The South African Police Service is shown to be a dysfunctional bureaucracy that, despite many opportunities to intervene before disturbances turned into mass violence, did not provide even a bare minimum of public safety.

Despite this, the report presents the police, intelligence officials and private security companies as apolitical “good guys” who need to be allowed to do their jobs. This mirrors the state’s framing of the security apparatus. The report’s findings, however, contradict this position. It is clear that under the banner of “security”, compromised state officials and the under-regulated private security sector are involved in criminal violence in defence of patronage networks and kleptocratic power.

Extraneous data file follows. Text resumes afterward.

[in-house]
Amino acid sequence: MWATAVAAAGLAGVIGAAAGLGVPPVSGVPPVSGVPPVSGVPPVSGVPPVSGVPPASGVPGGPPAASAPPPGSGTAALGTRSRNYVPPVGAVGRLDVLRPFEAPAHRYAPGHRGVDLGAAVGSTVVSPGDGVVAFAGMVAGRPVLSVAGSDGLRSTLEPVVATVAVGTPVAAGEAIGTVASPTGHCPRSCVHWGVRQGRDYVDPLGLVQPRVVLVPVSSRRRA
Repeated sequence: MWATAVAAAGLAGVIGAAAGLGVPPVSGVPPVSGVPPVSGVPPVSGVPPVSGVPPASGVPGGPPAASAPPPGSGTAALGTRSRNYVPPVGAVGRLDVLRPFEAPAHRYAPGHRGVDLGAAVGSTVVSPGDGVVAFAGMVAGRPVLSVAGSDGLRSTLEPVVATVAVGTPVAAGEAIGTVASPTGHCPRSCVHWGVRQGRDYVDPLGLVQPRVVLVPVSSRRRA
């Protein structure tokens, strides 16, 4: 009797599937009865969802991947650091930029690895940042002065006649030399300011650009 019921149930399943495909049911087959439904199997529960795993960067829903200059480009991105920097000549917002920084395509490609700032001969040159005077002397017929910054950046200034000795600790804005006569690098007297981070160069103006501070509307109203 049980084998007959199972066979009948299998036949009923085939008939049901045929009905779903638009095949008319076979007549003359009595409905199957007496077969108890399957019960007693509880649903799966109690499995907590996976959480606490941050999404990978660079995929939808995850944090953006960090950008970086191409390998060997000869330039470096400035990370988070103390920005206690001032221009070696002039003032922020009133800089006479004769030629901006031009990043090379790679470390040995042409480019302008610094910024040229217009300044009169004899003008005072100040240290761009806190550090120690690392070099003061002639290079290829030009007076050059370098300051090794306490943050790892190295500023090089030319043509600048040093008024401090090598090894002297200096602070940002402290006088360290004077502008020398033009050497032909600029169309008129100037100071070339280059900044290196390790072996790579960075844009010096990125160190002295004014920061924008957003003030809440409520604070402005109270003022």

Hybrid conflicts 

The sequence of events outlined in the report shows how Zuma supporters, with substantial resources and intelligence training, organised a destabilisation campaign in retaliation for the arrest of the former president on charges of contempt of court.

This began with attacks on trucks in Mooi River, combined with online incitement. The police were reportedly warned of the political violence in KwaZulu-Natal, but made little effort to stop the attacks, allowing a small disturbance to turn into a full-blown crisis. These attacks capitalised on endemic impoverishment, desperation and anger, turning parts of KwaZulu-Natal and Gauteng into battlefields.

The timeline also shows how these events cannot be reduced to the machinations of hidden masterminds manipulating a guileless public. Instead, it involved two linked but distinct phenomena.